Lower CAD Risk Hinted With Gene Variants Linked to Lower Triglycerides

Deborah Brauser

March 03, 2016

TARRYTOWN, NY and ST LOUIS, MO — Loss-of-function gene variants associated with lower triglyceride levels also seem to have an effect on clinical outcomes, in that they were associated with a significant drop in coronary artery disease risk, according to two new studies published online March 2, 2016 in the New England Journal of Medicine.

The first analysis[1], from Dr Frederick E Dewey (Regeneron Genetics Center, Tarrytown, NY) and colleagues, assessed almost 43,000 participants from the DiscovEHR human genetics study. It showed that those who had the inactivating angiopoietin-like 4 (ANGPTL4) mutation known as E40K had a 7% higher level of HDL-C, a 13% lower level of triglycerides (TG), and a 19% lower risk for CAD vs those who didn't carry the mutation.

In separate analysis that tested inhibition of ANGPTL4 by using the human monoclonal antibody REGN1001 (Regeneron Pharmaceuticals) in animals, the researchers also found lowered TG levels—but with side effects of mesenteric lymphadenopathy in some of the subjects.

The second study[2], by investigators led by Dr Nathan O Stitziel (Washington University School of Medicine, St Louis, MO), examined records for more than 193,000 individuals. It also showed decreased TG levels and increased CAD protection in those with vs without ANGPTL4 mutations.

Dr Eric Topol (Scripps Translational Science Institute, La Jolla, CA) told heartwire from Medscape that these are "two very impressive reports" about the ANGPTL4 gene, which was already known to modulate TG levels. "But now we know there are low-frequency loss-of-function variants that can substantially lower the triglyceride level." And this is accompanied by a reduction of at least 15% in CAD, "which is confirmed in both reports," he said via email.

"The question is whether an antibody that achieves the loss of function—and also lowers TG—can be safely given to achieve lower coronary disease," said Topol, an authority on the genetics of heart disease. "So far there have been side effects in mice and primates . . . so it's too early to know whether this has therapeutic value."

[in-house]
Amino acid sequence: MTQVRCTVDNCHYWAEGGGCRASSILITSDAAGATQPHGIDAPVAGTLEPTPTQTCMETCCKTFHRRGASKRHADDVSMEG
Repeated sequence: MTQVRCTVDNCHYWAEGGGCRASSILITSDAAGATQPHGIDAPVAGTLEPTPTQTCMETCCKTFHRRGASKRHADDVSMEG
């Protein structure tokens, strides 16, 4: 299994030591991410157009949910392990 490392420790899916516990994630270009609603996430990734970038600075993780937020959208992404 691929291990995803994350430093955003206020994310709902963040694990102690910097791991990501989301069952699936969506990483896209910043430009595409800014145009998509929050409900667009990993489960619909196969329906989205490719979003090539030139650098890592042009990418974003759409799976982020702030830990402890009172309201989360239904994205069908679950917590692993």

ANGPTL4 Inhibition

Normally functioning ANGPTL4 inhibits lipoprotein lipase (LPL), an enzyme that can reduce triglycerides. High levels of TG have been found to be a risk factor for ischemic CVD.

In the first study, the investigators examined ANGPTL4 samples from 42,930 individuals (59% women; mean age 58 years). They then focused on assessing the possible link between the E40K mutation and CAD in 10,552 participants with CAD and 29,223 healthy controls. Of these, 1661 were found to be heterozygous for the E40K variant and 17 were homozygous.

The triglyceride levels were significantly lower in E40K heterozygotes (115 mg/dL) and homozygotes (81 mg/dL) vs noncarriers of the variant (132 mg/dl), and the HDL-C levels were significantly higher (52 mg/dL and 77 mg/dL vs 48 mg/dL, respectively).

When both groups of E40K carriers were combined, they had an age- and sex-adjusted odds ratio (OR) of 0.81 for CAD compared with the noncarriers (95% CI 0.7–0.9, P=0.002).

The 75 participants who were heterozygous for 13 other ANGPTL4 inactivating mutations also had significantly lower triglyceride and higher HDL-C levels vs noncarriers (P=0.02 and P=0.009, respectively). Their OR for CAD vs noncarriers was 0.56 (P=0.05).

New Therapeutic Pathway?

In the animal analyses, REGN1001 showed a "rapid and sustained reduction in plasma triglyceride levels for the 17-day duration" of the assessment in male mice, report the investigators. However, in 21 of the subjects treated with multiple doses of the antibody, "we observed accumulation of lipid-filled Touton cells and lesions in the mesenteric lymph nodes."

Four of five obese rhesus monkeys with dyslipidemia that received the antibody had a 60% decrease in triglyceride levels. And triglyceride levels were significantly lowered in REGN1001-receiving cynomolgus monkeys, albeit with lipid accumulation in the mesenteric lymph nodes of four of the 10 females.